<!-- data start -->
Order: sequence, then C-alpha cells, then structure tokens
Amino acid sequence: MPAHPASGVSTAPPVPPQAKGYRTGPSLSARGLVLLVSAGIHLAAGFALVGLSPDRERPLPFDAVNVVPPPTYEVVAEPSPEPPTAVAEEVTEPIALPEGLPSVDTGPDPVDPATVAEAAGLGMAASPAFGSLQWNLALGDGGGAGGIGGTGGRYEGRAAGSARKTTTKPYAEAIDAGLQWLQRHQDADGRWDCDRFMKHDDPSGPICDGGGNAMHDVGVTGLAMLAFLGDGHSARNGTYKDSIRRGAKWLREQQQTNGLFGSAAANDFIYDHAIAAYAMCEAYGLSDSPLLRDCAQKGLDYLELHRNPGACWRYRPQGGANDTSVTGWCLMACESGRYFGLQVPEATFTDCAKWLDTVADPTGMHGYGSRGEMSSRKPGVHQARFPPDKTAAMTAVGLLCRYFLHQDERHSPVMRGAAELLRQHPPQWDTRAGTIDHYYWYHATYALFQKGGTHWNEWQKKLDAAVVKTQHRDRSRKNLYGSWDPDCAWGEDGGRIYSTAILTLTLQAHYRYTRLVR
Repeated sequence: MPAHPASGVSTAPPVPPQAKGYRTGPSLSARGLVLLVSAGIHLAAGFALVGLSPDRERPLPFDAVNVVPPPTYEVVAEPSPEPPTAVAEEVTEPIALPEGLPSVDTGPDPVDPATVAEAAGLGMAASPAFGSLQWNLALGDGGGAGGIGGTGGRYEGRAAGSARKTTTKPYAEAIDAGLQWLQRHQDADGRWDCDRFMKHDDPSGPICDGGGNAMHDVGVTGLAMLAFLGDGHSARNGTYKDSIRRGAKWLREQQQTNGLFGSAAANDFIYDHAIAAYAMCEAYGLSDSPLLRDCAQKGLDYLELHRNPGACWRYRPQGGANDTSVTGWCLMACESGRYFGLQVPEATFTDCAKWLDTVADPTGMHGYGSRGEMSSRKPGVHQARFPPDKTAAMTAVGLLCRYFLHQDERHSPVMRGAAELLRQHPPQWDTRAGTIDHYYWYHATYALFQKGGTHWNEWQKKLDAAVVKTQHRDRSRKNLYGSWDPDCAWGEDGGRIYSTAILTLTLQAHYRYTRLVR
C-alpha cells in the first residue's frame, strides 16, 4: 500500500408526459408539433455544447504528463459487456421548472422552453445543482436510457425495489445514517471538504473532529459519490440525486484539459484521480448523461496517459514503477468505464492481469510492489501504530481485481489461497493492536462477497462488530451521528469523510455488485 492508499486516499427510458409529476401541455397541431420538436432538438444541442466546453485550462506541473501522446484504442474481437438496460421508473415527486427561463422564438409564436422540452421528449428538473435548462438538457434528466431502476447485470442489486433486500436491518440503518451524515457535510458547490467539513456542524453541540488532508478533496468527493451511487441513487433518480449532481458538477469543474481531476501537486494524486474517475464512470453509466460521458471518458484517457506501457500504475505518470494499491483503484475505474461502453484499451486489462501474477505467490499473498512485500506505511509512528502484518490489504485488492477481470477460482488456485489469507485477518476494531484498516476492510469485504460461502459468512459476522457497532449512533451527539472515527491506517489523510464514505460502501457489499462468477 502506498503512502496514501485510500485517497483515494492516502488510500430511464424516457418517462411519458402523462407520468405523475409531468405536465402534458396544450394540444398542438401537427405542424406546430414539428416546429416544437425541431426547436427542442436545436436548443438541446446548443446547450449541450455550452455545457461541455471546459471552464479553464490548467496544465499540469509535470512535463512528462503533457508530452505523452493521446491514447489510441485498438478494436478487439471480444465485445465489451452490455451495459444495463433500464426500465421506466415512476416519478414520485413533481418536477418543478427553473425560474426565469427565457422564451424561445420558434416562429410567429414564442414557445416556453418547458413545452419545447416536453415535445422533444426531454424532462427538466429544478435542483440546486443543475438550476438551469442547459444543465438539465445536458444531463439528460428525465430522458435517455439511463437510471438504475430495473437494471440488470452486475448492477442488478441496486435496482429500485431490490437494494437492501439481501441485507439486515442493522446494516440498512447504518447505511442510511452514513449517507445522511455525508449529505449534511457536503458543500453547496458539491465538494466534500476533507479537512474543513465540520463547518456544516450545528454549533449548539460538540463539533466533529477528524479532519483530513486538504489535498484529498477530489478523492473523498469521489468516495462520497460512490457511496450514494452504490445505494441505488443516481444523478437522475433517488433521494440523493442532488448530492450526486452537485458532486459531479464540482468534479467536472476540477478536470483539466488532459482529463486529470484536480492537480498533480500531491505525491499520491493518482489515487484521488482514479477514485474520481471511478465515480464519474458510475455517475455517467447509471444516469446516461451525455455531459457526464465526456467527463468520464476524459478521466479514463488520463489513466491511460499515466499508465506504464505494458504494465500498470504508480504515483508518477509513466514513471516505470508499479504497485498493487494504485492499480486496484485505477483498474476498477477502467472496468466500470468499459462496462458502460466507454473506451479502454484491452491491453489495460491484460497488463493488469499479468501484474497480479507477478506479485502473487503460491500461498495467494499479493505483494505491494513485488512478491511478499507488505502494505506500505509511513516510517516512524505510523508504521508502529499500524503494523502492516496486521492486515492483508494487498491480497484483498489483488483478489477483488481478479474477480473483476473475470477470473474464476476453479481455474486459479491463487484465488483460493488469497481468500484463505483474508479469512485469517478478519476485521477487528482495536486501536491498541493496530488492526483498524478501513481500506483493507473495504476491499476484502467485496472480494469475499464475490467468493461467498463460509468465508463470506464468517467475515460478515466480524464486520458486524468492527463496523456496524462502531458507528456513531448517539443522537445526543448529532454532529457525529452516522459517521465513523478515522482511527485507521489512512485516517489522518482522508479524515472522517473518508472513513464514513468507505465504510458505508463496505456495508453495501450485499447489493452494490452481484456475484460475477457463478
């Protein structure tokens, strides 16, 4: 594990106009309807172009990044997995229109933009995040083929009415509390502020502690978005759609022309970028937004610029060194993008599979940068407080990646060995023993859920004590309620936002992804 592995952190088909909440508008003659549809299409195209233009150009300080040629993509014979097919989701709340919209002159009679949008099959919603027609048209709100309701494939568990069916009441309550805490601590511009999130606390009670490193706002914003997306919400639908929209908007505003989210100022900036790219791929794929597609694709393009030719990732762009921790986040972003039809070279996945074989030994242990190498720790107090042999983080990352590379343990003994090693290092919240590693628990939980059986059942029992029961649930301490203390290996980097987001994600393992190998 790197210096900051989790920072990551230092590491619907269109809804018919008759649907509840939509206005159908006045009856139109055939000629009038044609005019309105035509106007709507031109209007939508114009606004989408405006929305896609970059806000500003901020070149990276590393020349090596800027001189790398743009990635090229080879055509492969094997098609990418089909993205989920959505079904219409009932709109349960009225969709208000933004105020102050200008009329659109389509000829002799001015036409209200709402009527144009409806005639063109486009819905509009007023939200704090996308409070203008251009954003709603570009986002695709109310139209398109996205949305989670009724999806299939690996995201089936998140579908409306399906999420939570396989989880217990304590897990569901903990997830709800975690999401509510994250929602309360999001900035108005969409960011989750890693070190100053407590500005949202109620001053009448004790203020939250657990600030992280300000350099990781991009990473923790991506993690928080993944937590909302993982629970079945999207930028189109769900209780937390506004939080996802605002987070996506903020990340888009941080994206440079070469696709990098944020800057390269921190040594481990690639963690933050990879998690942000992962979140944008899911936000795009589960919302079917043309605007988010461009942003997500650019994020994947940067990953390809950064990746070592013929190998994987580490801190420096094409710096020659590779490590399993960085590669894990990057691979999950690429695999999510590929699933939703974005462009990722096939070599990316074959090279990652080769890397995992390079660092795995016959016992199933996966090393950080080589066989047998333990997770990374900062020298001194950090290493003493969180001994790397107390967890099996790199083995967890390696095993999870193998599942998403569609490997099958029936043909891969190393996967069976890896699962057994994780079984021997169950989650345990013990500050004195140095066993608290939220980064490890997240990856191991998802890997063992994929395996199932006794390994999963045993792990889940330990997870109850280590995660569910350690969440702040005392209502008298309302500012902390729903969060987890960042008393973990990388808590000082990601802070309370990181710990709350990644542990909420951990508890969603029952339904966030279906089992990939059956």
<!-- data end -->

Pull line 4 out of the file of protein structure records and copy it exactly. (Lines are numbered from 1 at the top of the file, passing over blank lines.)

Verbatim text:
C-alpha cells in the first residue's frame, strides 16, 4: 500500500408526459408539433455544447504528463459487456421548472422552453445543482436510457425495489445514517471538504473532529459519490440525486484539459484521480448523461496517459514503477468505464492481469510492489501504530481485481489461497493492536462477497462488530451521528469523510455488485 492508499486516499427510458409529476401541455397541431420538436432538438444541442466546453485550462506541473501522446484504442474481437438496460421508473415527486427561463422564438409564436422540452421528449428538473435548462438538457434528466431502476447485470442489486433486500436491518440503518451524515457535510458547490467539513456542524453541540488532508478533496468527493451511487441513487433518480449532481458538477469543474481531476501537486494524486474517475464512470453509466460521458471518458484517457506501457500504475505518470494499491483503484475505474461502453484499451486489462501474477505467490499473498512485500506505511509512528502484518490489504485488492477481470477460482488456485489469507485477518476494531484498516476492510469485504460461502459468512459476522457497532449512533451527539472515527491506517489523510464514505460502501457489499462468477 502506498503512502496514501485510500485517497483515494492516502488510500430511464424516457418517462411519458402523462407520468405523475409531468405536465402534458396544450394540444398542438401537427405542424406546430414539428416546429416544437425541431426547436427542442436545436436548443438541446446548443446547450449541450455550452455545457461541455471546459471552464479553464490548467496544465499540469509535470512535463512528462503533457508530452505523452493521446491514447489510441485498438478494436478487439471480444465485445465489451452490455451495459444495463433500464426500465421506466415512476416519478414520485413533481418536477418543478427553473425560474426565469427565457422564451424561445420558434416562429410567429414564442414557445416556453418547458413545452419545447416536453415535445422533444426531454424532462427538466429544478435542483440546486443543475438550476438551469442547459444543465438539465445536458444531463439528460428525465430522458435517455439511463437510471438504475430495473437494471440488470452486475448492477442488478441496486435496482429500485431490490437494494437492501439481501441485507439486515442493522446494516440498512447504518447505511442510511452514513449517507445522511455525508449529505449534511457536503458543500453547496458539491465538494466534500476533507479537512474543513465540520463547518456544516450545528454549533449548539460538540463539533466533529477528524479532519483530513486538504489535498484529498477530489478523492473523498469521489468516495462520497460512490457511496450514494452504490445505494441505488443516481444523478437522475433517488433521494440523493442532488448530492450526486452537485458532486459531479464540482468534479467536472476540477478536470483539466488532459482529463486529470484536480492537480498533480500531491505525491499520491493518482489515487484521488482514479477514485474520481471511478465515480464519474458510475455517475455517467447509471444516469446516461451525455455531459457526464465526456467527463468520464476524459478521466479514463488520463489513466491511460499515466499508465506504464505494458504494465500498470504508480504515483508518477509513466514513471516505470508499479504497485498493487494504485492499480486496484485505477483498474476498477477502467472496468466500470468499459462496462458502460466507454473506451479502454484491452491491453489495460491484460497488463493488469499479468501484474497480479507477478506479485502473487503460491500461498495467494499479493505483494505491494513485488512478491511478499507488505502494505506500505509511513516510517516512524505510523508504521508502529499500524503494523502492516496486521492486515492483508494487498491480497484483498489483488483478489477483488481478479474477480473483476473475470477470473474464476476453479481455474486459479491463487484465488483460493488469497481468500484463505483474508479469512485469517478478519476485521477487528482495536486501536491498541493496530488492526483498524478501513481500506483493507473495504476491499476484502467485496472480494469475499464475490467468493461467498463460509468465508463470506464468517467475515460478515466480524464486520458486524468492527463496523456496524462502531458507528456513531448517539443522537445526543448529532454532529457525529452516522459517521465513523478515522482511527485507521489512512485516517489522518482522508479524515472522517473518508472513513464514513468507505465504510458505508463496505456495508453495501450485499447489493452494490452481484456475484460475477457463478